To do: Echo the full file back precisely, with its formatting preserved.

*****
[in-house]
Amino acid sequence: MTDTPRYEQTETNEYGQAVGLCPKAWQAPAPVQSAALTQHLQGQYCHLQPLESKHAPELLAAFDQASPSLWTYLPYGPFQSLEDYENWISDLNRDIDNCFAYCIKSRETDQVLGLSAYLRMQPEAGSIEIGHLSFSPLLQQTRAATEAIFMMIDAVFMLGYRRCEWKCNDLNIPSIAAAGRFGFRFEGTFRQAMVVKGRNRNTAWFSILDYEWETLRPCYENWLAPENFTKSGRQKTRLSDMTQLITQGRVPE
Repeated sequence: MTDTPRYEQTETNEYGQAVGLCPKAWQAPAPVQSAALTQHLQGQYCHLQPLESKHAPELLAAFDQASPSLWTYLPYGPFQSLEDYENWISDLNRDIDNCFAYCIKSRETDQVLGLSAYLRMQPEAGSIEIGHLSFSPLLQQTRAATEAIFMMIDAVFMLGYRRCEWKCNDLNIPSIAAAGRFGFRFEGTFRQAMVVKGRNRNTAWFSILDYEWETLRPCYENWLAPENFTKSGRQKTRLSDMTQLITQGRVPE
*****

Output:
[in-house]
Amino acid sequence: MTDTPRYEQTETNEYGQAVGLCPKAWQAPAPVQSAALTQHLQGQYCHLQPLESKHAPELLAAFDQASPSLWTYLPYGPFQSLEDYENWISDLNRDIDNCFAYCIKSRETDQVLGLSAYLRMQPEAGSIEIGHLSFSPLLQQTRAATEAIFMMIDAVFMLGYRRCEWKCNDLNIPSIAAAGRFGFRFEGTFRQAMVVKGRNRNTAWFSILDYEWETLRPCYENWLAPENFTKSGRQKTRLSDMTQLITQGRVPE
Repeated sequence: MTDTPRYEQTETNEYGQAVGLCPKAWQAPAPVQSAALTQHLQGQYCHLQPLESKHAPELLAAFDQASPSLWTYLPYGPFQSLEDYENWISDLNRDIDNCFAYCIKSRETDQVLGLSAYLRMQPEAGSIEIGHLSFSPLLQQTRAATEAIFMMIDAVFMLGYRRCEWKCNDLNIPSIAAAGRFGFRFEGTFRQAMVVKGRNRNTAWFSILDYEWETLRPCYENWLAPENFTKSGRQKTRLSDMTQLITQGRVPE